CARH’S BROADCAST EMAIL – Legislative Update
1) Congress Considers Third Stimulus to Address COVID-19 Economic Fallout
As CARH members know, the Senate yesterday passed, and President Trump signed into law, H.R. 6201, Families First Coronavirus Response Act, that is intended to address immediate issues surrounding COVID-19. Even before that legislation cleared Capitol Hill, discussions were under way on how to respond to the developing health crisis and economic consequences during this national emergency. Every sector of the economy is being impacted by COVID-19, and it will require significant resources to fight the pandemic itself, and the related economic downturn for millions.
CARH together with other housing groups are urging Congress to come together across aisles and include a variety of housing-related issues in the various legislative proposals currently being drafted. CARH is working to have included the following:
Emergency Rental Assistance
There should be one-time appropriations of $500 million for Rural Development’s (RD) Section 521 Rental Assistance program and a $100 million one-time allocation for preservation. This allocation should be used to assist renters and to move forward RD’s multifamily preservation waiting list, already full of delayed transactions.
The issue for low-income residents is how to pay the tenant portion of their rent, and for more than 72,000 unsubsidized households, how to pay the rent at all. This is not just an issue for residents, but for owners, operators and their employees. Vendors and their workers need to be paid and are often low- or middle-income wage workers. There is no cash flow other than the rents and the tenant paid portion is a key component to keeping the system working.
Financial Mitigation for Property Owners
As indicated above, CARH believes that in order to maintain a stable economy, targeted federal financial government assisted relief should also be provided during this time of crisis and that any disruptions to the normal financial flows, not be disproportionally borne by anyone in the process- renters, property owners, servicers, lenders, or mortgage securitizers. CARH, together with other affordable housing industry groups, have advocated that any measures that provide assistance to renters also provide support to rental property owners. Such assistance would be in the form of mortgage forbearance and other financial obligations (taxes, insurance, etc.) to mitigate the loss of rental income from any gaps in the coverage of rental assistance, a loss of income that could throw the underlying mortgage into default, leading to tax liens being placed or other negative legal actions and ultimately putting the property and its residents at risk of additional disruption.
Housing Credit Modifications
Section 42 of the Internal Revenue Code sets three deadlines for Housing Credit developments to meet: 1) expending at least 10 percent of the anticipated basis within a year of the allocation; 2) placing the buildings in service by the end of the second year after the calendar year of allocation; and 3) placing in service rehabilitation expenditures within 24 months. Under the current circumstances, many Housing Credit projects are in jeopardy as meeting these deadlines requires closing on financing and making steady progress in building. CARH, as part of the ACTION Coalition, is also urging Congress to:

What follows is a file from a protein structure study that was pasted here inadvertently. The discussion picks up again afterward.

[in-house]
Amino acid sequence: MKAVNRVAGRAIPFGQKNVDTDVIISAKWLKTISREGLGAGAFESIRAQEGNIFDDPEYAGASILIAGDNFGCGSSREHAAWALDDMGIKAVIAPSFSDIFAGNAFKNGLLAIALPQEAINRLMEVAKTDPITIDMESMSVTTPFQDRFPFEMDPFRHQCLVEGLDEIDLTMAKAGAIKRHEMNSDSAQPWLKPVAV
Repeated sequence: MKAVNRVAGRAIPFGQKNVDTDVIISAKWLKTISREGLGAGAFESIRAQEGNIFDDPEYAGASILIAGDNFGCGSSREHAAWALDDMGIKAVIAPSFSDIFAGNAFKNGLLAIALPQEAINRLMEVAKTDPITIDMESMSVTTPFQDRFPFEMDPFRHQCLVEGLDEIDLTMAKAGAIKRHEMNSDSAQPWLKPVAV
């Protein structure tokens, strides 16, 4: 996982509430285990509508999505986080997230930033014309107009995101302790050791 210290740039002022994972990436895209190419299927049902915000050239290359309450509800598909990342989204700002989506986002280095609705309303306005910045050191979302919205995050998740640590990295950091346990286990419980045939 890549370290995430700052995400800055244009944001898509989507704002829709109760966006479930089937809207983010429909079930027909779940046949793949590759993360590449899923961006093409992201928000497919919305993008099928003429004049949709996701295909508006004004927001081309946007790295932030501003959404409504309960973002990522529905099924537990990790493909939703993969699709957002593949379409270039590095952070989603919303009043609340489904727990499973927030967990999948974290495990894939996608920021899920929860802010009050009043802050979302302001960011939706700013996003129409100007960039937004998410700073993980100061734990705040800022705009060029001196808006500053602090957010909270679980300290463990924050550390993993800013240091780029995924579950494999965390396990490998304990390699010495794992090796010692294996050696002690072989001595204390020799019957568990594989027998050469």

- Amend Section 42 to temporarily extend the placed in service deadline to the end of the third year after the calendar year of allocation for properties that received Housing Credit allocations between December 31, 2016 and January 1, 2022;
- Amend Section 42 to temporarily extend the 10 percent rule to be met within the second year of the allocation for properties that received Housing Credit allocations between December 31, 2016 and January 1, 2022; and
- Amend Section 42 to temporarily extend the rehabilitation expenditures deadline to be met at the close of any 36-month period.
While aforementioned housing recommendations would provide immediate assistance to Housing Credit properties in the development process, Congress should also consider measures to bolster future production and preservation of affordable housing. With federal borrowing rates effectively zeroed out in response to COVID-19’s economic impacts, the 4 percent Housing Credit rate is at an all-time low of 3.12 percent and will likely dip even further next month.
Providing a flat rate would provide parity to the 9 percent Housing Credit rate, for which Congress enacted a minimum rate as part of the response to the 2008 economic collapse in recognition of the critical role of affordable housing in the recovery. In light of the historically and unusually low federal borrowing rates, Congress should similarly stabilize the value of the 4 percent Housing Credit to ensure that sorely needed affordable housing developments are able to move forward. CARH and our ACTION partners urge Congress to enact a minimum 4% Housing Credit rate.
CARH strongly urges all of our members to contact your members of Congress today and ask them to include the affordable rural housing sector in any stimulus bill that is being developed. As with any grassroots efforts it is important that you provide examples of the impact of COVID-19 on your company, employees, residents, and community. Every segment of the economy is being impacted by this pandemic. Congress needs to hear from you today!
2) Trump Signs H.R. 6201: What Employers Need to Know About the COVID-19 Paid Leave Law
CARH General Counsel, Nixon Peabody, LLP, published this Employment Law Alert providing information to employers about H.R. 6201 and its paid leave provisions.